As with earlier volumes released by MGM, Volume 33 has been transferred in its intended aspect ratio of 1.78:1 and looks good, if no better than many other television shows on DVD.

In terms of the soundtrack, MGM Home Entertainment have ensured Volume 33 retains the Dolby Digital 5.1 Surround audio track, which, whilst having strong front channels, is rather weak in the rears, being used mainly for ambient and sound effects.


Given that it has a similar range of extras as Volume 29 of Stargate SG-1, MGM has tried to keep a common range across each of the Season 6 releases:

SG1 Directors Series, Revisions (7m45s, 1.78:1 Non-Anamorphic, 2.0 Stereo): Director Martin Wood opens this extra with Christopher Judge, Amanda Tapping and Michael Shanks sitting together and discussing the plot of the show. Intercut with this interview is behind-the-scenes footage of the episode being filmed.

SG1 Directors Series, Space Race (4m18s, 1.78:1 Non-Anamorphic, 2.0 Stereo): Director Andy Mikita focuses more on the special effects in this extra than the plot or the acting, including the design of Warrick's ship and the prosthetics worn by the actors playing Warrick and Eamon.

Season 7, Stills Gallery 6: There are fifty-six still images on this release, taken from the episodes included on this disc.

Revisions Audio Commentary: Michael Shanks, director Martin Wood and DoP Jim Menard provide a solid commentary, if one that's lacking in frills, about the standalone story that opens this disc.

Lifeboat Audio Commentary: Director Peter DeLuise and DoP Peter Woeste admit at the beginning of this commentary that they love working on Stargate SG-1, thereby opening an enthusiastic commentary both about the show and this episode.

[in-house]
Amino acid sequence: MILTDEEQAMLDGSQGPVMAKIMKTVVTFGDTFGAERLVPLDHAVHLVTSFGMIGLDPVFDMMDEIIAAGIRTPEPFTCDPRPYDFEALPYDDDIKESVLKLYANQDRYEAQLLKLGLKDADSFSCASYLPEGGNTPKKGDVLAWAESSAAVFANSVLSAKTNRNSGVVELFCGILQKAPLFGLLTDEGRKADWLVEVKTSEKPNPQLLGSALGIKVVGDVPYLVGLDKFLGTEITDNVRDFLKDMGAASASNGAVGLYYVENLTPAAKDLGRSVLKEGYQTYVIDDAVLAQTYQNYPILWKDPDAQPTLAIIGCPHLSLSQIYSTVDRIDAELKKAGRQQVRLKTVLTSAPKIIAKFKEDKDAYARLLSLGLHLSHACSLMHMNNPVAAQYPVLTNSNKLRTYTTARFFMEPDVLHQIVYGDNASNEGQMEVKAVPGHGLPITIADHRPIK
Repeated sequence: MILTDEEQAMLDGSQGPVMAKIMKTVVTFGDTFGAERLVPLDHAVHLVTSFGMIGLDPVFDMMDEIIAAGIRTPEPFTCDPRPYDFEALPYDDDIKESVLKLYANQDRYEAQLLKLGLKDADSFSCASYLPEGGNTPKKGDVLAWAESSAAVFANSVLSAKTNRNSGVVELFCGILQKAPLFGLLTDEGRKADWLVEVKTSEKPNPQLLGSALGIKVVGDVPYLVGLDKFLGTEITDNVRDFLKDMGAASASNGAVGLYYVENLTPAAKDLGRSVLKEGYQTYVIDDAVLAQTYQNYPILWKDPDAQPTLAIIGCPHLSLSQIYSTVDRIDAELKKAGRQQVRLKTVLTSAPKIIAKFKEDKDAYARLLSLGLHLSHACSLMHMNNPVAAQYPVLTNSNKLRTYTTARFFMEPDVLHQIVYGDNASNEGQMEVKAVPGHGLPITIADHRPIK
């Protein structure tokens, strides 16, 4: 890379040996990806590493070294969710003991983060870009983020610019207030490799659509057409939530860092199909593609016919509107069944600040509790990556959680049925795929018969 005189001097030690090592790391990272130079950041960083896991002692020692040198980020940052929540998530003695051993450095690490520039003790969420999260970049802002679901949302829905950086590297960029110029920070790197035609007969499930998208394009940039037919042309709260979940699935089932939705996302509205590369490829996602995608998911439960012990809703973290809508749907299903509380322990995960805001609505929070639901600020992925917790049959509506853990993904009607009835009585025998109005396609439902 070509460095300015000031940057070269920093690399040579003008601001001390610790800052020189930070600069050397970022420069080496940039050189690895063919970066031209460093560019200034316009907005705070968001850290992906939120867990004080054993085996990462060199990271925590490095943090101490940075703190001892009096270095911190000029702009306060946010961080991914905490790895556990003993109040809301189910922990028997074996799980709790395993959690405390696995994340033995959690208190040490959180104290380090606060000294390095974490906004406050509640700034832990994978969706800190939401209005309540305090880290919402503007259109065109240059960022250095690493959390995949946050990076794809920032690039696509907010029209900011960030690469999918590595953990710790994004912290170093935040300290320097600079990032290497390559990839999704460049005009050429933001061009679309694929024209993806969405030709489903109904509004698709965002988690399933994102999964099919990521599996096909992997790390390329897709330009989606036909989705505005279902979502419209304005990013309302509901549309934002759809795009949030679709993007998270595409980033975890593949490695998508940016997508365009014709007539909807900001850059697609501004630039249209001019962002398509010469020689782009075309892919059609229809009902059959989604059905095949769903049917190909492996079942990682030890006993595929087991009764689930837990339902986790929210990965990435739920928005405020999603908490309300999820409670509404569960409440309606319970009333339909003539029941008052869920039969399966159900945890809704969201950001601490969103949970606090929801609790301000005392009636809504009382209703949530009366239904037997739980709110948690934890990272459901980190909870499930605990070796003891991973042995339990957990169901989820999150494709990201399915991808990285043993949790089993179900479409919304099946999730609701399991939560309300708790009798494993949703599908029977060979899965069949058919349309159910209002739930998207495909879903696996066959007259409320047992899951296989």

Enemy Mine Audio Commentary: Gary Jones, who plays the technician at Stargate Command and a frequent contributor to these commentaries, and director Peter DeLuise have recorded a commentary for this episode in which the director fights to get some information about the show around Jones' joking.

Space Race Audio Commentary: Director Andy Mikita, DoP Jim Menard and, in one of the few instances of a writer on the show appearing on a commentary, Damian Kindler have recorded a dry commentary with a lot of background information on the making of the episode but little laughter.

Season 7 Fan Club Spot (Weblink, 16s): Without Amanda Tapping for this season, this is a short, live-action weblink to the Fan Club URL.


Again, another strong disc from MGM Home Entertainment in their issuing of Stargate SG-1 on DVD but as with so many others, Volume 33 lacks a standout episode in the manner of Full Circle from Volume 31. Whilst Revisions and Enemy Mine are good episodes, Lifeboat and Space Race are would not be looked upon as anything other than filler over the course of Season 7 with the presence of Michael Rooker amongst the regular cast making Enemy Mine what it is. The four commentaries and the rest of the extras are worthwhile but whether this stands alone from what ought to have been a boxset remains open to question.